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Clin Orthop Surg. Mar 2011; 3(1): 16–23.
Published online Feb 15, 2011. doi:  10.4055/cios.2011.3.1.16
PMCID: PMC3042165

Subsidence and Nonunion after Anterior Cervical Interbody Fusion Using a Stand-Alone Polyetheretherketone (PEEK) Cage

Abstract

Background

The purposes of the present study are to evaluate the subsidence and nonunion that occurred after anterior cervical discectomy and fusion using a stand-alone intervertebral cage and to analyze the risk factors for the complications.

Methods

Thirty-eight patients (47 segments) who underwent anterior cervical fusion using a stand-alone polyetheretherketone (PEEK) cage and an autologous cancellous iliac bone graft from June 2003 to August 2008 were enrolled in this study. The anterior and posterior segmental heights and the distance from the anterior edge of the upper vertebra to the anterior margin of the cage were measured on the plain radiographs. Subsidence was defined as ≥ a 2 mm (minor) or 3 mm (major) decrease of the segmental height at the final follow-up compared to that measured at the immediate postoperative period. Nonunion was evaluated according to the instability being ≥ 2 mm in the interspinous distance on the flexion-extension lateral radiographs.

Results

The anterior and posterior segmental heights decreased from the immediate postoperative period to the final follow-up at 1.33 ± 1.46 mm and 0.81 ± 1.27 mm, respectively. Subsidence ≥ 2 mm and 3 mm were observed in 12 segments (25.5%) and 7 segments (14.9%), respectively. Among the expected risk factors for subsidence, a smaller anteroposterior (AP) diameter (14 mm vs. 12 mm) of cages (p = 0.034; odds ratio [OR], 0.017) and larger intraoperative distraction (p = 0.041; OR, 3.988) had a significantly higher risk of subsidence. Intervertebral nonunion was observed in 7 segments (7/47, 14.9%). Compared with the union group, the nonunion group had a significantly higher ratio of two-level fusion to one-level fusions (p = 0.001).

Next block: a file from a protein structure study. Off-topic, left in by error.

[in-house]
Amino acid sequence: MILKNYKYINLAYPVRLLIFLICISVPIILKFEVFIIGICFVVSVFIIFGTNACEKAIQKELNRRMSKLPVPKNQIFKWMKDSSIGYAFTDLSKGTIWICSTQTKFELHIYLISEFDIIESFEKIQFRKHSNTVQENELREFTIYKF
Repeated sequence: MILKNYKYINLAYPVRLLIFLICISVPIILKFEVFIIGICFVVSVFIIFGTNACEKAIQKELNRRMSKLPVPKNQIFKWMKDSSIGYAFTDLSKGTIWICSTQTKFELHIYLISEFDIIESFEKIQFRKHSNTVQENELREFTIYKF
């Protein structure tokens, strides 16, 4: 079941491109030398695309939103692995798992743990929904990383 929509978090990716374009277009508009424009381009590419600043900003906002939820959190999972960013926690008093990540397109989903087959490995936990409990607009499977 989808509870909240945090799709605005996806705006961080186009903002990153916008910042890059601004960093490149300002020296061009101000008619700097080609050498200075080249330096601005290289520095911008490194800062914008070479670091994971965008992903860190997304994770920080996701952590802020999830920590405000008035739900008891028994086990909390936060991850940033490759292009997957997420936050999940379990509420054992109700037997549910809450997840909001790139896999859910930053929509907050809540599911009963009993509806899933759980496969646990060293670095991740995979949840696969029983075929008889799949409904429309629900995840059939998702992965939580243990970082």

Conclusions

Anterior cervical fusion using a stand-alone cage with a large AP diameter while preventing anterior intraoperative over-distraction will be helpful to prevent the subsidence of cages. Two-level cervical fusion might require more careful attention for avoiding nonunion.

Keywords: Anterior cervical fusion, PEEK cage, Subsidence, Nonunion

Anterior cervical discectomy and fusion (ACDF) has been performed as the gold standard for the treatment of degenerative cervical disc disease. However, the classic method of Cloward1) and Smith and Robinson2) using an autologous tricortical iliac bone graft has been reported to have problems of donor site morbidity3,4) and subsidence.5,6) In order to overcome those problems, ACDF using an intervertebral cage has been recently used with favorable results. Stand-alone intervertebral cages made of a range of materials such as stainless steel, titanium, carbon fiber and polyetheretherketone (PEEK),7,8) can be effective for restoring the intervertebral disc height and lordosis, providing load-bearing support to the anterior column and preventing graft collapse.7,9) However, nonunion and subsidence into the endplates have been reported as the complications of this procedure,7,8,10-13) which can eventually result in narrowing of the foramen, nerve root compression, pseudoarthrosis due to cervical instability,14,15) and adjacent segment degeneration due to the loss of lordosis.16,17) The purpose of this study is to evaluate the incidence and risk factors of nonunion and subsidence after ACDF using a stand-alone PEEK cage by performing a radiological analysis.

METHODS

One- or two-level ACDF using a stand-alone PEEK cage (Solis®, Stryker Spine, Allendale, NJ, USA) and an autologous cancellous iliac bone graft was performed on 51 patients (63 segments) with degenerative cervical disc disease, including cervical myelopathy and radiculopathy, between June 2003 and August 2008. Of them, 38 patients (47 segments) were enrolled in this study. The exclusion criteria were ≤ a 12 month follow-up period, C7-T1 fusion (insufficient for precise radiological evaluation), anterior fusion on the adjacent segments and additional posterior decompression. The mean age of the patients was 52 years (range, 34 to 75 years). There were 20 males and 18 females. The mean follow-up period was 23.1 months (range, 12 to 57 months). The preoperative diagnosis was radiculopathy in 26 patients and cervical myelopathy in 12. There were 27 one-level fusions and 20 two-level fusions. The two-level fusion involving C7-T1 level in two patients was classified as two-level fusion, but only one segment other than C7-T1 was included in the analysis. There were 2 segments of C3-4 fusion, 6 segments of C4-5 fusion, 28 segments of C5-6 fusion and 11 segments of C6-7 fusion.